Predicting that the municipal bond market will soon see a new wave of Chapter 9 bankruptcy filings, a public finance attorney involved in multiple high-profile muni defaults expects to see a fresh round of implosions in the tax-exempt sector this year.
David Dubrow, a partner of Arent Fox LLP in New York who specializes in public and structured finance, is on the lookout for possible Chapter 9 bankruptcy filings by U.S. cities in 2012, especially in the states of Pennsylvania, California, Rhode Island, Michigan, Ohio and Indiana.
Financial analyst Meredith Whitney was taken to task last year by muni market participants after she predicted “significant” muni defaults and “hundreds of billions” in losses for investors. Now, Dubrow, who is closely involved in a series of such defaults, says he can see such a wave coming.
“A lot of medium-sized cities around the country remain under fiscal distress, whether from structural deficits, depressed local real estate markets, an inability to raise taxes, heavy debt loads and especially unfunded pension liabilities,” said Dubrow, who heads Arent Fox’s Tax Exempt Bond Recovery Group, in a statement.
The group represents major bond insurers such as AMBAC and Radian as well as bondholders and trustee clients in several high-profile muni defaults, including Stockton and Hercules City, Calif.; Harrisburg, Pa.; and Central Falls, Rhode Island.
Dubrow pointed to big-ticket public works, from sewer systems to waste disposal projects to new hospitals, that have ended up costing much more than projected, with less revenue available to cover their costs. The crippling debt for Harrisburg’s $280 million incinerator, for example, has weighed on that beleaguered city for years, and last month the city’s court-appointed receiver resigned under a cloud.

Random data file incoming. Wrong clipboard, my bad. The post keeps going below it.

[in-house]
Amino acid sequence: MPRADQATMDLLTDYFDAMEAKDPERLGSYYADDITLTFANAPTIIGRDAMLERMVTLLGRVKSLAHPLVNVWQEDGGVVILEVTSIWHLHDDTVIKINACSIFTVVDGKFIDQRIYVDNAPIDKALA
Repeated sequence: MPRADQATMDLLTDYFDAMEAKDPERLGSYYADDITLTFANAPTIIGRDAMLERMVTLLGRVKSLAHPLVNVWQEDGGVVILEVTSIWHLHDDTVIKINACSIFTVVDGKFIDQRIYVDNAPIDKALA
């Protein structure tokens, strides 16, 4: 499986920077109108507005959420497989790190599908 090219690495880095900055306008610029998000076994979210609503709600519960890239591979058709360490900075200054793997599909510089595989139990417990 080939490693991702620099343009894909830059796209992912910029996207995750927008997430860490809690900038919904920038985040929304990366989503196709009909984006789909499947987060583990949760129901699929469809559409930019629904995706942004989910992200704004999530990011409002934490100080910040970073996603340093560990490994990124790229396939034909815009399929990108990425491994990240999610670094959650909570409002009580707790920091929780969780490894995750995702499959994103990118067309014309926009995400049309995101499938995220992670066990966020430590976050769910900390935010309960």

“It’s not that conditions are necessarily becoming more dire that will force a new crop of cities into bankruptcy,” Dubrow said. “To the extent that some of the recent municipal bankruptcies can be successfully resolved in the view of the tax-exempt marketplace, that could represent a model of success that paves the way for other cities to follow suit with their own filings.”
Central Falls in Rhode Island could be the case to watch as a bellwether Chapter 9 in 2012, he says. Central Falls filed for bankruptcy last year and is now under state receivership.
Due to marked differences in state law, some cities fare better than others by declaring bankruptcy, according to Dubrow. In Rhode Island, where Providence, East Providence and Pawtucket are among the highest-risk cities, he notes, a law was passed in 2011 giving general obligation bondholders first-lien claims on all taxes and revenues, thus giving bondholders priority over local unions in getting paid in any restructuring.
Dubrow explains that Rhode Island recently created a statute giving a state-appointed receiver emergency powers to take over city finances and negotiate collective bargaining agreements and other contracts with municipal workers in the event of a default. Such authority, including the receiver’s ability to file a Chapter 9 petition over objections of the city council or mayor, may be critical in maintaining public worker payroll and essential services for residents.
“Even though its cities are some of the most precarious in terms of financial health, Rhode Island has put a legal regime in place that could minimize the pain and stigma of a bankruptcy filing and actually facilitate a positive outcome for stakeholders,” Dubrow says.
In contrast, he points to the lack of legal clarity in Alabama, where Jefferson County has struggled in the wake of its own Chapter 9 filing last November under the weight of a $3 billion sewer financing.